First Drive: Duramax-Powered Chevy Colorado ZR2

Super heavy-duty off-road trucks are all the rage this year. But there’s one thing you’ll never find in a Raptor or a Power Wagon, and that’s a diesel engine. If you want to keep the faith, you’re looking at the all-new 2017 Chevrolet Colorado ZR2. But in addition to the Duramax goodness, you’ll find there’s a whole lot to like about the ZR2.

2.8-liter Duramax Turbo diesel

The engine is a stock Duramax 2.8-liter turbocharged four-cylinder. The ZR2 gets the same 186 horsepower and 369 pound-feet of torque as any other Colorado with this engine. You can get the ZR2 with a 3.6-liter gas V6, but the Duramax is better to drive, and gets better mileage at 19 MPG city and 22 MPG highway.

The Duramax engine mates up to a six-speed automatic transmission and an electronically controlled transfer case. Just spin the dial and you can select from rear-wheel-drive, automatic on-demand all-wheel-drive, 4WD high range or 4LO for serious off-road work.

Adventure is just a knob turn away. Four-wheel-drive can also be monitored on the gauge screen.

At the back end, you get a unique 3.42:1 rearend ratio, with a driver-selectable locking differential. There’s also a driver-controlled locking diff at the front end, which allows you split the power exactly four ways with no slip anywhere.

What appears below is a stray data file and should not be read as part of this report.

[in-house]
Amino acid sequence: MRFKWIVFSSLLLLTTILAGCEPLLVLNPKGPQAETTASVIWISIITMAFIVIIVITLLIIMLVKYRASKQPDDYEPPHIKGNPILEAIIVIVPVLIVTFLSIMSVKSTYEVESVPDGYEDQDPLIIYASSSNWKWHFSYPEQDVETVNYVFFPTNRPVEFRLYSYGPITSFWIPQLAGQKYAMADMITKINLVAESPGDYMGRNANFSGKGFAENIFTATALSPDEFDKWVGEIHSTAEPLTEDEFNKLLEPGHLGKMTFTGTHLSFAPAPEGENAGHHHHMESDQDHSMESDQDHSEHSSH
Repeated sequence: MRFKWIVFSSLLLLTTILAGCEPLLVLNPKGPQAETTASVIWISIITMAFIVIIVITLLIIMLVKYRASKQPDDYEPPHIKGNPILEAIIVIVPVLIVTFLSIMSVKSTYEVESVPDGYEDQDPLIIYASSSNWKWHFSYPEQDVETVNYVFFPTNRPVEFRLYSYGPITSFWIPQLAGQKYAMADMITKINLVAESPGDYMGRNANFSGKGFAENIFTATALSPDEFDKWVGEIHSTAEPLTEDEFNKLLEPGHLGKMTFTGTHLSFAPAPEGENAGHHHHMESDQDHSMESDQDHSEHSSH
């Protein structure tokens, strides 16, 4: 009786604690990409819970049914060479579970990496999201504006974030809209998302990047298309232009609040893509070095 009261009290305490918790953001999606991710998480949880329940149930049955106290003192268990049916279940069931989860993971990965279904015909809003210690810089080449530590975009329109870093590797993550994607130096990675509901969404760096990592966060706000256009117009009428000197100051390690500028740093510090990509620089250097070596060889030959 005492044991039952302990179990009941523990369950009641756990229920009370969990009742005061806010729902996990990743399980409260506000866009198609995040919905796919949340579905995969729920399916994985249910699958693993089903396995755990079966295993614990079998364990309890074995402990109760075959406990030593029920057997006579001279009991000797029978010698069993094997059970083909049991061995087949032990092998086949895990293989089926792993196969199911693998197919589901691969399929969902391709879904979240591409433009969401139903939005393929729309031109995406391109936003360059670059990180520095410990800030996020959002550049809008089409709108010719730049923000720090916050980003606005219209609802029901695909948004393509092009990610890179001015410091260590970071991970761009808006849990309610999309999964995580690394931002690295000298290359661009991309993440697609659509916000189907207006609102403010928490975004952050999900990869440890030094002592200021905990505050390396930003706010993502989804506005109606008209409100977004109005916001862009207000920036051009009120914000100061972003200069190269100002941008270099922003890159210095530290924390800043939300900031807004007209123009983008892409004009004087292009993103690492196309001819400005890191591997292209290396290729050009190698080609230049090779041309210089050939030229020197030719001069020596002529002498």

While driving the Colorado ZR2 fast on dirt, the Duramax offers plenty of torque to dig in and go. We learned this on a two-mile Trophy Truck course near Grand Junction, Colorado. Driving both the gas and diesel variants, there was plenty of grunt to get up to takeoff speeds, and to power out of tight corners in deep, loose dirt.

The 2.8-liter Duramax was a big hit in the regular Chevy Colorado, and we see it doing well off-road.

When rockcrawling and trail driving, the Duramax/six-speed combination knew what to do, with plenty of power to climb stairs like a mountain goat. On-road, of course, there was ample driving power, and minimal noise from the whisper-quiet Duramax.

Epic Suspension

The Duramax in the ZR2 is the same engine Chevy delivered for the last two years in the standard Colorado. But the real genius of the ZR2 happens on the underside, where a redesigned suspension works its magic.